Samhain, the old Celtic pagan holiday underlying Halloween, has recently passed. It’s the old New Year, and it’s a time of endings and beginnings. It’s also a time when the residents of the other world — gods, sidhe, and the dead — are more able to reach out of their realm into ours. For most modern pagans, Samhain is a time to honor ancestors and teachers who have passed away.
We took our children to Celebrate Samhain, a gathering hosted by the Spiral Scouts in Peterborough, New Hampshire. The price of admission: nonperishable food items or winter clothing in good condition. (The Spiral Scouts, which you can learn more about here, is an organization analogous to the Boy Scouts and the Girl Scouts, but you don’t have to be monotheistic to join.)
It was an evening of talks, workshops, vendors, food, crafts, and ceremony. When we arrived, it was already in full swing. My wife wandered around the vendors tables, and I took our kids to join in the drum circle led by Tara Greenblatt. Tara is a local musician who uses drums for ritual and therapy in addition to professional musicmaking. She had a knack for striking up a strong beat and drawing us all in. Some of the children danced; others just pounded their hearts out. A local journalist took pictures of two of my daughters, who were dressed in identical pumpkin costumes.
When we came out of the drum circle, my wife handed me a bag of about 10 books she bought, and we headed over to the craft table. Here, the children made masks and corn husk dolls. After that, I took the older children to see Ellen Hopman speak. Ellen is an engaging speaker with a knack for finding just the right anecdote to connect with her audience. Everyone agreed that her time was up way too fast. It’s clear there are plenty of people in the pagan community who want to learn more about the old Celtic ways.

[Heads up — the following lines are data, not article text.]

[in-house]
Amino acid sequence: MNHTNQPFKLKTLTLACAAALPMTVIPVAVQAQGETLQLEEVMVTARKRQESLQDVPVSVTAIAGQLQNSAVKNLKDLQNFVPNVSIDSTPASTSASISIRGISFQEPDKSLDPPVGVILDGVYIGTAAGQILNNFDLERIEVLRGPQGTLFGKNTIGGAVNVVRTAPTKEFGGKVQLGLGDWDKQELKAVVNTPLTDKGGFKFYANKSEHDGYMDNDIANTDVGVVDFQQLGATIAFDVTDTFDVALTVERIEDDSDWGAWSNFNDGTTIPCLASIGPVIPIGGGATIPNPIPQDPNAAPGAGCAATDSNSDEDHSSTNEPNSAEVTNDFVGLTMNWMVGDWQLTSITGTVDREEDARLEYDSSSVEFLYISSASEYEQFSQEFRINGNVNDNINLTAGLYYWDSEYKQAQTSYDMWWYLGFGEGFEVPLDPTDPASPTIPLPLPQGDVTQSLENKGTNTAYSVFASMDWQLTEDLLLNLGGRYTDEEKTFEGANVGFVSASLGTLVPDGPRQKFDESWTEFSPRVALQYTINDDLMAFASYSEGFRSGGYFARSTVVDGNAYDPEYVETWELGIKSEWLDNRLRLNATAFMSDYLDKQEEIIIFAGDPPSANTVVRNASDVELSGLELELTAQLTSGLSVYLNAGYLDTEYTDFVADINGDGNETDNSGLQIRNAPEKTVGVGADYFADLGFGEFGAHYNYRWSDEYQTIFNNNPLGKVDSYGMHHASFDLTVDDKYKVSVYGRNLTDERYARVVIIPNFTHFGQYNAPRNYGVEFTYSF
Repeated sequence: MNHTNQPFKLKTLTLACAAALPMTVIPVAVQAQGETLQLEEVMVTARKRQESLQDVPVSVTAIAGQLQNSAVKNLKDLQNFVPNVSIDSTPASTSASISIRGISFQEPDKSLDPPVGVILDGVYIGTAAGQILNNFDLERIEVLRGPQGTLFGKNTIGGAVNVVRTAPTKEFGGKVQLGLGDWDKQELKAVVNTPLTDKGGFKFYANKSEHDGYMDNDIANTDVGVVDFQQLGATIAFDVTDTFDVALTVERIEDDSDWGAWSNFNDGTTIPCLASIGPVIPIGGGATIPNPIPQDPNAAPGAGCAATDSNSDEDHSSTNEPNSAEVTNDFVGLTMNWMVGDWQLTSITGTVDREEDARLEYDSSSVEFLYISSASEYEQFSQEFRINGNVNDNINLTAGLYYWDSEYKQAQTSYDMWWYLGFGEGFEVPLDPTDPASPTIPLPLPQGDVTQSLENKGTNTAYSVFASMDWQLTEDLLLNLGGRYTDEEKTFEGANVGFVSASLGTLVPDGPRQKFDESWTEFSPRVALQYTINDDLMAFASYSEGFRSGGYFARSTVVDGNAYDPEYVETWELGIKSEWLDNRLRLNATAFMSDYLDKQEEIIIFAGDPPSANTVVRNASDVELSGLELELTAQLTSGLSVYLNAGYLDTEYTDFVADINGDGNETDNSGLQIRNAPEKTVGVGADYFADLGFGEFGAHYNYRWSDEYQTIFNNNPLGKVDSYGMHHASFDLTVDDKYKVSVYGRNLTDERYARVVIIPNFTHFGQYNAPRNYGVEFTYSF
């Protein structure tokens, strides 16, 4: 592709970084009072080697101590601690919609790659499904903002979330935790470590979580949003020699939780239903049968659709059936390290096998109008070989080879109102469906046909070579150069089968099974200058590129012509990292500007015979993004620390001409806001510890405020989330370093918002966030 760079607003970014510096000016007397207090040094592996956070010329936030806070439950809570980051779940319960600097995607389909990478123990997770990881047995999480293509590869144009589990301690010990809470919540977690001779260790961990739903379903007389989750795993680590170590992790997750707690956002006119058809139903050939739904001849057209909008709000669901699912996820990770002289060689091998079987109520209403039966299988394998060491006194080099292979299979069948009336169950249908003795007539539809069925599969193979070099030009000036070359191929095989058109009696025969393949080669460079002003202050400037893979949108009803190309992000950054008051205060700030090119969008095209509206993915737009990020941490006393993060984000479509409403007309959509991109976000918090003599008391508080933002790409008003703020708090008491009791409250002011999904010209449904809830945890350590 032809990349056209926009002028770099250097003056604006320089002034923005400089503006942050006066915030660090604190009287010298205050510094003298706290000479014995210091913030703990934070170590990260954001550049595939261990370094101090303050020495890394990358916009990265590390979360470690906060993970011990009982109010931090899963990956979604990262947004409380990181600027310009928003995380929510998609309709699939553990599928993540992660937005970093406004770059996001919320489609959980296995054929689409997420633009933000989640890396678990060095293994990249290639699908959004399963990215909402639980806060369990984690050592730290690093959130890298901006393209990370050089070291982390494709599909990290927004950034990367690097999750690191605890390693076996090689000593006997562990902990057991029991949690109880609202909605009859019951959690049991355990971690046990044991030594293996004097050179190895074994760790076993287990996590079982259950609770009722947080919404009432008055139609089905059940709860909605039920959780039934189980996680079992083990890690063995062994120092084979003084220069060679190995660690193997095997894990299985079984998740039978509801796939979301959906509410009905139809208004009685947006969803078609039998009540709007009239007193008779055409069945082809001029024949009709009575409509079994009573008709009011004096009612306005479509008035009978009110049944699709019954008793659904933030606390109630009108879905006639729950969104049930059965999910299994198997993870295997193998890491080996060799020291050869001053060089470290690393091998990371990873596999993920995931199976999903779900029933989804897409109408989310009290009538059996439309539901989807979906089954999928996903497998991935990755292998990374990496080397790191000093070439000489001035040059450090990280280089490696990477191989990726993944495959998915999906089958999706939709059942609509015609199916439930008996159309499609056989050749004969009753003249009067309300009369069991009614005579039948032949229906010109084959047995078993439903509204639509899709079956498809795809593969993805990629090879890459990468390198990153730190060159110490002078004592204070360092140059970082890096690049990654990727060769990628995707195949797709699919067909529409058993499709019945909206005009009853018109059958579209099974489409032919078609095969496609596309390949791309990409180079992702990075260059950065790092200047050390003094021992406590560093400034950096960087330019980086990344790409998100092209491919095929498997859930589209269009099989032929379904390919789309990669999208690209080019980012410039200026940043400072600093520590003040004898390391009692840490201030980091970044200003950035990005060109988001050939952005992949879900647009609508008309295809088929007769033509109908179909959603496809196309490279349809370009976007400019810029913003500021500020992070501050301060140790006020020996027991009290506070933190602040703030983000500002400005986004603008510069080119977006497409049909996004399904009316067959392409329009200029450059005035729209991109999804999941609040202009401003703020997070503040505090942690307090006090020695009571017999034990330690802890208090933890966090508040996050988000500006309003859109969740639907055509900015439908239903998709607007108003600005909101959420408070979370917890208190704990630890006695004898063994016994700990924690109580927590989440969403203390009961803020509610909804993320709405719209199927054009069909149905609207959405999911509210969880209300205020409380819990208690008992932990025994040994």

We went to another drum circle, and shortly afterwards, it was time for the main ritual. The ceremony, which was Wiccan, was led by Lyrion and Raven ApTower; and it had a simple, elegant structure. Thanks were offered to the God and Goddess for the harvest, and we broke bread together, drank rosemary tea, and pinned sprigs of rosemary on our shirts. Each of us also approached the altar and lit a candle for the beloved dead that we wished to invite into the circle that evening. There were obviously more people there than expected, which was wonderful.
My youngest daughter, who is two, couldn’t hold still for the ceremony, so my wife had to take her out; and my four-year-old and six-year-old didn’t really get the point of it all. But my eight-year-old was deeply moved.
For our family, it was a great event for building community. We are just now joining the circle of pagans, and it was wonderful to feel the open, welcoming spirit in Peterborough. We all made friends we hope to see again next year — if not before.
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